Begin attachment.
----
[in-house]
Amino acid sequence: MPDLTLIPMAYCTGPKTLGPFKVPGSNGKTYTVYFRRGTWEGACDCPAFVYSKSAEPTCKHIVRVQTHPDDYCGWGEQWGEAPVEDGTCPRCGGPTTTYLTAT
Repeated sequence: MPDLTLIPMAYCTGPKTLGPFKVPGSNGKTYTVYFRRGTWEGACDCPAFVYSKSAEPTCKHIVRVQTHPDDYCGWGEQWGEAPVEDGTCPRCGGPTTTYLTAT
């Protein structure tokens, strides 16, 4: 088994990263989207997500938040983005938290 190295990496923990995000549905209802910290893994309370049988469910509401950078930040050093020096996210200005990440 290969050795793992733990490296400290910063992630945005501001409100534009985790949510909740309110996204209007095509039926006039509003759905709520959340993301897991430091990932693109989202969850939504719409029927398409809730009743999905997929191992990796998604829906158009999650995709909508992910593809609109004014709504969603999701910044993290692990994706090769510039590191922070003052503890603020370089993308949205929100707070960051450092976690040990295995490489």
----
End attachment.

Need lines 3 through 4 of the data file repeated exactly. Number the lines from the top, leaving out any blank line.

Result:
Repeated sequence: MPDLTLIPMAYCTGPKTLGPFKVPGSNGKTYTVYFRRGTWEGACDCPAFVYSKSAEPTCKHIVRVQTHPDDYCGWGEQWGEAPVEDGTCPRCGGPTTTYLTAT
């Protein structure tokens, strides 16, 4: 088994990263989207997500938040983005938290 190295990496923990995000549905209802910290893994309370049988469910509401950078930040050093020096996210200005990440 290969050795793992733990490296400290910063992630945005501001409100534009985790949510909740309110996204209007095509039926006039509003759905709520959340993301897991430091990932693109989202969850939504719409029927398409809730009743999905997929191992990796998604829906158009999650995709909508992910593809609109004014709504969603999701910044993290692990994706090769510039590191922070003052503890603020370089993308949205929100707070960051450092976690040990295995490489």